Helen Abbott-Watkins has had cancer - twice. The first attacked her right breast and was discovered just months after she wed. The second came later, attacking the left side.
And while she has survived the emotional and physical challenges that come with such an ordeal - the mastectomies, the treatments and the aftermath - this Tlingit elder swears by the medicinal potential harbored in the devil's club, a thorny plant that grows locally and throughout the Pacific Northwest. It's the same plant that has been revered for centuries by Native peoples.
From diagnosis through recovery, she diligently drank a tea steeped from the pulverized bark of the plant. She believes so strongly in the "power" of the plant, she carries the bark powder with her daily, just in case she finds someone in need.
"I have a friend," she said. "He had cancer of the larynx. When I first saw him, he could barely speak and he looked weak. I said 'here, more devil's club.' Two months after he could speak again."
Last week the 70-year-old, who has lived in Southeast her entire life, sat on the side of Thane Road and engaged in the annual act of harvesting vital parts of the plant. With weathered but strong and smooth hands, she deftly pulled and stripped the de-thorned, lime-colored bark from its silky, hard interior. It smelled like sage and the earth after a rain. She tossed the stripped sticks to the side and the peelings into a green reusable grocery bag. Perched atop a stump, her leg crossed like a teenager, she smiled often as she thought back through the many years and teachings that brought her to this point.
"Doing this reminds me of spring," she said. "When the skunk cabbage comes up, and when the herring spawn. This is my new year."
Long ago she said, her mother, her teacher, educated her in the ways of many things. Whether it was how to clean and smoke fish, where to find the best wild cranberries or the type of spruce sap best for sealing cuts and wounds, Abbott-Watkins said she still practices those skills today.
She pointed with her index finger.
"See this," she said, as she gestured with her eyes. "I got cut at the base of my nail. But, just now I put spruce sap on it. Oh man did it sting. But, not now. This will heal well because of the sap."
Like Abbott-Watkins, the devil's club has a history of its own.
The plant, known by its Latin name Oplopanax horridus, was first recorded to be in use by the Tlingit in 1842 by Eduardo Blaschke, the chief physician for the Russian American Company who, according to an ethnobotanical review completed by the American Botanical Council, noted use of the devil's club ash as a treatment for sores.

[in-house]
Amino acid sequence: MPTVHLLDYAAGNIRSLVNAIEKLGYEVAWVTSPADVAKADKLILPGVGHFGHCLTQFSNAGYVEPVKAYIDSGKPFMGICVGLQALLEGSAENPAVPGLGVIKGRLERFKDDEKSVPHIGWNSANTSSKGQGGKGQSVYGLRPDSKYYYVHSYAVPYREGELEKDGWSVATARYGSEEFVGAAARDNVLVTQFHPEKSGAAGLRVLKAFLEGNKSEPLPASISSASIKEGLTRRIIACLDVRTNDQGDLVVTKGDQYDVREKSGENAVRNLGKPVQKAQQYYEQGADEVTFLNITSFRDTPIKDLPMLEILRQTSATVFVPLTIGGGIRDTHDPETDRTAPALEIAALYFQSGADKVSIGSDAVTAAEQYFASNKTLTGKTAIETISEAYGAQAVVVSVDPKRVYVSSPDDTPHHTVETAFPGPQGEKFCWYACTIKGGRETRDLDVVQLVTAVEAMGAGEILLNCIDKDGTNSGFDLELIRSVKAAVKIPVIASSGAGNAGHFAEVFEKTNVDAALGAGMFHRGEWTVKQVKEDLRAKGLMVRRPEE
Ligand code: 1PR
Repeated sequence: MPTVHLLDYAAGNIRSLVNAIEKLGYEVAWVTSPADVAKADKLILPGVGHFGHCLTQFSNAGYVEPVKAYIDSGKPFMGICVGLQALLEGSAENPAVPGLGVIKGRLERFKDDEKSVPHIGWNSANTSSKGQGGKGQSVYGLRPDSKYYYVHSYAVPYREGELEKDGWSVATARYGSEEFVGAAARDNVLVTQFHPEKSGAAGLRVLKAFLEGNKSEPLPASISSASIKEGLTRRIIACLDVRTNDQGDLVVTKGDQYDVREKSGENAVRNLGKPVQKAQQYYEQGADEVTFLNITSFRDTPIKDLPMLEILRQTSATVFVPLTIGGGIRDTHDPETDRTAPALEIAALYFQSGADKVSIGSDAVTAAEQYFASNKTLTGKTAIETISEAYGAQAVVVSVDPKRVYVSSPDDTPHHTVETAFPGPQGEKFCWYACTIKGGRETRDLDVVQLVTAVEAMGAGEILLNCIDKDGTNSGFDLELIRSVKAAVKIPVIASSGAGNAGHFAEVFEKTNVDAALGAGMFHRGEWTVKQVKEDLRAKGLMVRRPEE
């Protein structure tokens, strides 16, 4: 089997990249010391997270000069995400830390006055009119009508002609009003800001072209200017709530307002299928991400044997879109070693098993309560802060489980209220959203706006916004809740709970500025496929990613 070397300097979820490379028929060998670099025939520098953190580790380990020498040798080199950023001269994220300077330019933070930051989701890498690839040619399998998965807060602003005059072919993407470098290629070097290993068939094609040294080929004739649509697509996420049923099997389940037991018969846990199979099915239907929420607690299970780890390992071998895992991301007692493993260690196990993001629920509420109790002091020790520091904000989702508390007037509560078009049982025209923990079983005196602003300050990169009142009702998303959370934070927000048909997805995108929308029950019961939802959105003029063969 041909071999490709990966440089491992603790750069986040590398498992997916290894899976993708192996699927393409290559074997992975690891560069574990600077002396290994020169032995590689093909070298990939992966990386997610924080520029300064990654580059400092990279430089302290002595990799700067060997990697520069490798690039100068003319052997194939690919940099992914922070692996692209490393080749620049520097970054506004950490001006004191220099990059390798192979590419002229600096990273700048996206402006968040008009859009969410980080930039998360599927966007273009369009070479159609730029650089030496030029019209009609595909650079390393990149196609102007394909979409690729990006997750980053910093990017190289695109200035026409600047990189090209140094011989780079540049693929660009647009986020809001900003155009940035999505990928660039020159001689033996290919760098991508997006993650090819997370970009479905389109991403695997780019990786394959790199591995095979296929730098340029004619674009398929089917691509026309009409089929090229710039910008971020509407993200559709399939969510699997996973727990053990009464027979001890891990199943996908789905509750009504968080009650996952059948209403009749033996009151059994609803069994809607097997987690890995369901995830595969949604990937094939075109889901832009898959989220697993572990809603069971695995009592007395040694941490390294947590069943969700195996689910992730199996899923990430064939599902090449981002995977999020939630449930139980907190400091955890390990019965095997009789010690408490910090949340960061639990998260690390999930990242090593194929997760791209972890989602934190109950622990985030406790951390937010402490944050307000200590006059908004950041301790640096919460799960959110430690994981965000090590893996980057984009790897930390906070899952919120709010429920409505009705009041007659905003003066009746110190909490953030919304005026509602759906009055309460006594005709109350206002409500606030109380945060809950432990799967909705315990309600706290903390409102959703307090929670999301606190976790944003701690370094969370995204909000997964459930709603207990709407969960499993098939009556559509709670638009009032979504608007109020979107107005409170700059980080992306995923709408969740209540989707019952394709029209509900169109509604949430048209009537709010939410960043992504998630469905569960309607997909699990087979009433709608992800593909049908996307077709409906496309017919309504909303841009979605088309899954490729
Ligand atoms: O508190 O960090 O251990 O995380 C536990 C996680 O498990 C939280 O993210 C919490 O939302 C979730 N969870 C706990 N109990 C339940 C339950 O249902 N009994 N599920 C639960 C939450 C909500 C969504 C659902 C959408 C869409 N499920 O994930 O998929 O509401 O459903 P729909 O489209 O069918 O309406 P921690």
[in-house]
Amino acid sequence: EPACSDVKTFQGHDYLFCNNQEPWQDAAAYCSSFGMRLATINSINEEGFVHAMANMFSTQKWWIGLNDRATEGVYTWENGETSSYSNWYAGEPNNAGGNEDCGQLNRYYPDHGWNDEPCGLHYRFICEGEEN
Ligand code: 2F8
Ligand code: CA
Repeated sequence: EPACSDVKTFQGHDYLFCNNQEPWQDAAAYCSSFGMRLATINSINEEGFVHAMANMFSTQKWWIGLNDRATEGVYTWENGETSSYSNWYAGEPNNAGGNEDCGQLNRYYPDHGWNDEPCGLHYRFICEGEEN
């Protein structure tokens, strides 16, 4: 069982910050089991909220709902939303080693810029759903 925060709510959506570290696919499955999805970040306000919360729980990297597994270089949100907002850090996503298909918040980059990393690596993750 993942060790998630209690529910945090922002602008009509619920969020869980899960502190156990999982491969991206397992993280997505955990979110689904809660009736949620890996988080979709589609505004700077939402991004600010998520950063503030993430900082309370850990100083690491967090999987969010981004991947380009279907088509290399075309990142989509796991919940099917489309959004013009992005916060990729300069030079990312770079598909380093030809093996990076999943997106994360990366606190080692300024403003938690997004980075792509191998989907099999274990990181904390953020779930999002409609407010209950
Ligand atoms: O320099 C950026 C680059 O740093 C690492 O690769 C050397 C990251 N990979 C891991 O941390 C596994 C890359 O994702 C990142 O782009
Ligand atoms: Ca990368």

In a 2004 review of the plant, 42 categories of medicinal, spiritual and technological uses by people from 38 different linguistic groups throughout northwestern North America, representing nine language families, was recorded. Devil's club was documented to have antifungal, antiviral, antibacterial and antimycobacterial properties.
The plant is said to be used to treat arthritis, rheumatism, respiratory and digestive tract ailments, broken bones, fever, dandruff, type II diabetes, lice, headaches and as a treatment for cancer - and that's the short list. Additionally, research has shown that not just the inner bark was used. Native peoples, such as the Eyak, Tlingit, Haida and Tsimshian, utilized the stems, roots and ash of the plant.
Documented uses went beyond medicinal, however, and often delved into the spiritual realm.
"Beads cut from the sticks can be strung on spruce root," Abbott-Watkins said. "To ward off or end bad weather."
Records show it was also used for luck and protection, to name a few. Some regional cultures believed so strongly in the spiritual powers of the wood, entire lodges were built of devil's club.
This day, however, Abbott-Watkins was merely doing what she's done for years, the way she'd been taught.
A few close friends accompanied her, and helped to strip the spines from the sticks with the dull edge of a knife, before handing them to her.
"I know a lot of people who make ointment," she said. "I'm going to try it this year."
She bit down hard on the green edge of the stripped bark and cleaned the 3-foot stick in one pull.
"I've harvested all around Juneau," she said. "Douglas Island is good, but I like this spot best."
She gestured across the road and up the hill.
"You want take the plants that grow in moist areas, the ones next to streams. That way the bark comes right off. And you want to look for the one that's leaning out, as if to say 'take me!'" she said.
Abbott-Watkins never said if the devil's club cured her cancer, or that of her friend. She didn't conclude that the dry powdery bark had kept her youthful all these years. But she does believe in the power of "belief" and trusting in what the land provides.
"If you live in China, Chinese is good medicine," she said. "But if you live in Alaska, it's good to get your medicine from the earth where you live. (Plus) it makes my soul happier."
• Contact Outdoors editor Abby Lowell at email@example.com.
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